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Thanks for clarifying your question. The formulation that you and Dorias Dorais give seems perfectly reasonable. You have a first order language for category theory, where you can quantify over objects and morphisms, you can compose morphisms appropriately and you can express that a given object is the initial or terminal object of a given morphism. In this language, one can describe various finite diagrams, express whether or not they are commutative, and so on. In particular, one can express that composition is associative, etc. and describe what it means to be a category in this way.

The question now becomes: is this theory decidable? In other words, is there a computable procedure to determine, given an assertion in this language, whether it holds in all categories?

One way to see this is to show even more: one cannot even decide whether a given statement is true is true in all categories having only one object. The reason is that group theory is not a decidable theory. There is no computable procedure to determine whether a given statement in the first order language of group theory is true in all groups. But the one-point categories naturally include all the groups (and we can define in a single statement in the category-theoretic language exactly what it takes for the collection of morphisms on that object to be a group). Thus, if we could decide category theory, then we could decide the translations of the group theory questions into category theory, and we would be able to decide group theory, which we can't. Contradiction.

The fundamental obstacle to decidability here, as I mentioned in my previous answer (see edit history), it the ability to encode arithmetic. The notion of a strongly undecidable structure is key for proving various theories are undecidable. A strongly undecidable theory is a finitely axiomatizable theory, such that any theory consistent with it is undecidable. Robinson proved that there is a strongly undecidable theory of arithmetic, known as Robinson's Q. A strongly undecidable structure is a structure modeling a strongly undecidable theory. These structures are amazing, for any theory true in a strongly undecidable structure is undecidable. For example, the standard model of arithmetic, which satisfies Q, is strongly undecidable. If A is strongly undecidable and interpreted in B, then it follows that B is also strongly undecidable. Thus, we can prove that graph theory is undecidable, that ring theory is undecidable and that group theory is undecidable, merely by finding a graph, a ring or a group in which the natural numbers is interpreted. Tarski found a strongly undecidable group, namely, the group G of permutations of the integers Z. It is strongly undecidable because the natural numbers can be interpreted in this group. Basically, the number n is represented by translation-by-n. One can identify the collection of translations, as exactly those that commute with s = translation-by-1. Then, one can define addition as composition (i.e. addition of exponents) and the divides relation is definable by: i divides j iff anything that commutes with si also commutes with sj. And so on.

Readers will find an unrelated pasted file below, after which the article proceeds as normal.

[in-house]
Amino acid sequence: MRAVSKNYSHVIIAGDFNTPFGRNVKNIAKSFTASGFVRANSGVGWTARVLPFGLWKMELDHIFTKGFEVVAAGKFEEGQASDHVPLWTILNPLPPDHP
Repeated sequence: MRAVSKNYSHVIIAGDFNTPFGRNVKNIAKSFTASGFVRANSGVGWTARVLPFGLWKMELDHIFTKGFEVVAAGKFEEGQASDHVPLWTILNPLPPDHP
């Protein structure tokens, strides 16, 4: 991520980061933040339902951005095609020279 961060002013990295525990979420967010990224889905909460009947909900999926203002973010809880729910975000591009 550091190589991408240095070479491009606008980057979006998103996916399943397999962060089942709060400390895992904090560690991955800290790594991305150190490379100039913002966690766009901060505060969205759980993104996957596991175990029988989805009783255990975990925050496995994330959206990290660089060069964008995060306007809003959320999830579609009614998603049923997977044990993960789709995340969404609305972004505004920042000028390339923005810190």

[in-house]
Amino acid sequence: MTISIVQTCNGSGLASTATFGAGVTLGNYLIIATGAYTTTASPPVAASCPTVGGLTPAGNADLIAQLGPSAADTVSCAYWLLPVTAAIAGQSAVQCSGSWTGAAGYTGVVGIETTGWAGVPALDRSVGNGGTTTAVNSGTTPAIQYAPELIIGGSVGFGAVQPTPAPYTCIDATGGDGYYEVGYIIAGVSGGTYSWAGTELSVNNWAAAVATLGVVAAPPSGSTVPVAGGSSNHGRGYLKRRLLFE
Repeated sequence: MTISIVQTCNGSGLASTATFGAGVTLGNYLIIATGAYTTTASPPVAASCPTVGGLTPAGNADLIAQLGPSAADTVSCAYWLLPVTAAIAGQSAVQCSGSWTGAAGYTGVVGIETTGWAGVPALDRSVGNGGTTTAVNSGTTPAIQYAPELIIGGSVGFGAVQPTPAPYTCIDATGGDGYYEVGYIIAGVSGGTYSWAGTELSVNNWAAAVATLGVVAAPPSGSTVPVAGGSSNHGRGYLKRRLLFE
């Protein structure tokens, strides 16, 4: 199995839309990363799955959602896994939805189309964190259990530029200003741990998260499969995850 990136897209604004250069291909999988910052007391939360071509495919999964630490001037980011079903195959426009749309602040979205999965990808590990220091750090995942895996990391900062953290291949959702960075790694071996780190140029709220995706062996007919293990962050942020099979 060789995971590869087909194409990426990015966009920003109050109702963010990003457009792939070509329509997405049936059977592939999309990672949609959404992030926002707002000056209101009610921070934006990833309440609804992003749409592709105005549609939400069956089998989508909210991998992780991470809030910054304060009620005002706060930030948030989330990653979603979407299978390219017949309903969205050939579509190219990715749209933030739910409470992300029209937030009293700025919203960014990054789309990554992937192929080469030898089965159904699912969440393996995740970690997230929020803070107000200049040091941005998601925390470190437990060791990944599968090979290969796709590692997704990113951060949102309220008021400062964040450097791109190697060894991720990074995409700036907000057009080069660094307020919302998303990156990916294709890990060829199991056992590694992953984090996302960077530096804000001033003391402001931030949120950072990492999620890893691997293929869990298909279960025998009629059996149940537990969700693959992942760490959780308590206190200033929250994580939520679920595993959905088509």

I claim similarly that there is a strongly undecidable category. This is almost immediate, since every group can be viewed as the morphisms of a one-object category, and the group is interpreted as the morphisms of this category. Thus, the category interprets the strongly undecidable group, and so the category is also strongly undecidable. In particular, any theory true in the category is also undecidable. So category theory itself is undecidable.

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Thanks for clarifying your questionof whether a theory or problem is decidable only makes sense when there is a precise decision problem under consideration. Thus, there should be The formulation thatyou and Dorias give seems perfectly reasonable. You have aclear criterion first order language for what counts as a proper questioncategory theory, which must be finitary in naturewhere you canquantify over objects and morphisms, you can composemorphisms appropriately and an unambiguous meaning for when an answer you can express that a givenobject is correctthe initial or terminal object of a given

You have In this language, one can describe various finitediagrams, express whether or not really told us exactly which decision problem you intend to considerthey are commutative, andI believe so on. In particular, one can express that there are several reasonable interpretationscomposition isassociative, totally different etc. and describe what it means to be acategory in naturethis way.An important part of the problem

The question now becomes: is this theory decidable? Inother words, as Pete mentionsis there a computable procedure to determine,given an assertion in this language, whether it holds inall categories?